I am given an exercise unfortunately I didn't succeed by myself.

There is a set of rectangles $R_{1}..R_{n}$ and a rectangle $R_{0}$. Using plane sweeping algorithm determine if $R_{0}$ is completely covered by the set of $R_{1}..R_{n}$.

For more details about the principle of sweep line algorithms see here.

Let's start from the beginning. Initially we know sweep line algorithm as the algorithm for finding line segment intersectionswhich requires two data structures:

  • a set $Q$ of event points (it stores endpoints of segments and intersections points)
  • a status $T$ (dynamic structure for the set of segments the sweep line intersecting)

The General Idea: assume that sweep line $l$ is a vertical line that starts approaching the set of rectangles from the left. Sort all $x$ coordinates of rectangles and store them in $Q$ in increasing order - should take $O(n\log n)$. Start from the first event point, for every point determine the set of rectangles that intersect at given $x$ coordinate, identify continuous segments of intersection rectangles and check if they cover $R_{0}$ completely at current $x$ coordinate. With $T$ as a binary tree it's gonna take $O(\log n)$. If any part of $R_{0}$ remains uncovered that $R_{0}$ is not completely covered.

Details: The idea of segment intersection algorithm was that only adjacent segments intersect. Based on this fact we built status $T$ and maintained it throughout the algorithm. I tried to find a similar idea in this case and so far with no success, the only thing I can say is two rectangles intersect if their corresponding $x$ and $y$ coordinates overlap.

The problem is how to build and maintain $T$, and what the complexity of building and maintain $T$ is. I assume that R trees can be very useful in this case, but as I found it's very difficult to determine the minimum bounding rectangle using R trees.

Do you have any idea about how to solve this problem, and particularly how to build $T$?

  • 1
    $\begingroup$ Are these axis-aligned rectangles or not? (You can do it either way, but it is easier if they are.) $\endgroup$
    – Louis
    Apr 20, 2012 at 15:16
  • $\begingroup$ @Louis, let's simplify it a little bit, let's assume there are axis-aligned rectangles, but of course general case is more interesting $\endgroup$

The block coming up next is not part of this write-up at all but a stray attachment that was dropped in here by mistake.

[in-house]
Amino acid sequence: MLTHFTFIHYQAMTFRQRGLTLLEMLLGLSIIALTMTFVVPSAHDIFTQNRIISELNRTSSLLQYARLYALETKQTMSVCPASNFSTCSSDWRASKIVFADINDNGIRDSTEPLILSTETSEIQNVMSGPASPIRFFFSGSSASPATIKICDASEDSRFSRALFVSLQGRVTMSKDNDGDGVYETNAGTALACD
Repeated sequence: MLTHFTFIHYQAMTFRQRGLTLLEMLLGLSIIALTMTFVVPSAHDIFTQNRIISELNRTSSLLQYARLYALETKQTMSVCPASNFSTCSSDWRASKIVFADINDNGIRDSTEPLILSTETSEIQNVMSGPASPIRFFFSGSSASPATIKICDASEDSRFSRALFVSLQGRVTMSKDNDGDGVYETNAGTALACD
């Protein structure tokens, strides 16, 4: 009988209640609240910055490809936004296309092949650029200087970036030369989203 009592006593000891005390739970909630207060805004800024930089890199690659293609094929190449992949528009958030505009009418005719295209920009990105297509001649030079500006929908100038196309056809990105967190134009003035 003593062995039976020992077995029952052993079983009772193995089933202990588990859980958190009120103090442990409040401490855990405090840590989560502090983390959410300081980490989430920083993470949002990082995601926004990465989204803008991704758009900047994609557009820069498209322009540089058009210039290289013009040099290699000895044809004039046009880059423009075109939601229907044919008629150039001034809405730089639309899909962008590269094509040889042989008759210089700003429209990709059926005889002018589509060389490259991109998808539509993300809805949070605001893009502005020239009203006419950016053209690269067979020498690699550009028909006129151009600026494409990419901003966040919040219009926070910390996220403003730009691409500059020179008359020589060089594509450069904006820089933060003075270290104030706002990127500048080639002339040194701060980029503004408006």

– com
    Apr 20, 2012 at 16:14
  • $\begingroup$ Which points of a rectangle are event points? All corners, the top left one...? $\endgroup$
    – Raphael
    Apr 22, 2012 at 11:19
  • $\begingroup$ @Raphael, only x's are event points $\endgroup$
    – com
    Apr 22, 2012 at 12:48

1 Answer 1


Let's start with $n$ axis-aligned rectangles, since there is a kind of easy direct argument. We'll sweep a vertical line. The events are the endpoints of horizontal edges of the rectangles. As we sweep we maintain a set of intervals on the sweep line that are "uncovered" by $R_i$, $i\ge 1$:

  • Add the vertical interval covered by the rectangle $R_i$ to the sweep line when we first encounter $R_i$
  • Remove the vertical interval covered by the rectangle $R_i$ from the sweep line when it moves past $R_i$

It's easy to do this with a binary tree so that updates take $O(\log n)$ time. (The problem is, essentially, 1-dimensional. You figure out if the endpoints are in an uncovered interval and extend/merge appropriately when adding and lengthen them when removing.)

Then you just check that, in the span of $R_0$, none of the uncovered intervals ever intersect the vertical span of $R_0$. The whole thing is $O(n\log n)$ time an $O(n)$ space.

For the general case, the obvious trick is not quite so fast. Use the standard sweep line algorithm to compute the whole planar subdivision induced by the rectangles.

Clearly some disk-like set $F'$ of the faces covers $R_0$. By itself, this doesn't tell us enough, since what we are interested in is whether any of these faces is inside $R_0$ and outside the other rectangles. To do this, we modify the construction a little bit, so that when we add an edge, we tag one side with the identity of the rectangle it's inside. This adds $O(1)$ overhead, so the construction is $O(n^2\log n)$ time; with no assumptions on the rectangles, the output can be $\Omega(n^2)$ in size, so we are using that much space in the worst case, so the time is, "existentially optimal" though not "output sensitive".

Finally, $R_0$ is covered so long as none of the faces in $F'$ have only edges not tagged as being in one of the $R_i$. The point is that if an edge of $f$ is in $R_i$, then the whole of $f$ is as well. Imagine sweeping a line over $f$ orthogonally along this edge: it can only leave $R_i$ either outside of $f$ or $f$ is bounded by more than one edge of $R_i$.

So the conclusion is that the special case is $O(n\log n)$ and the general one is $O(n^2\log n)$ at least, but I suspect it can be improved.

  • $\begingroup$ Thank you very much for your reply. There are few things I want to make clear about general case. $Q$ - event points are $x$ presorted coordinate, $T$ - status - "uncovered" intervals, as I understood it's interval correspondent to $x_{i}$ of one of the $R$'s which is uncovered by any other $R_{i}, i \ge 1$. The part with $R_{0}$ I didn't understand. I think on every iteration (adding) we should check if interval intersect the $R_{0}$, is it right? $\endgroup$
    – com
    Apr 21, 2012 at 19:16
  • $\begingroup$ For the general case, basically I am assuming that you know how to construct the whole planar map induced by the rectangles, and then I am arguing that a face of this is entirely in $R_i$ if one of its bounding edges is on the "inside" of $R_i$. You can track this in the usual sweep algorithms (e.g., from the "Marks" book) by just recording the "inside" and "outside" directions of the segments when they are added to the sweep line. $\endgroup$
    – Louis
    Apr 21, 2012 at 20:10

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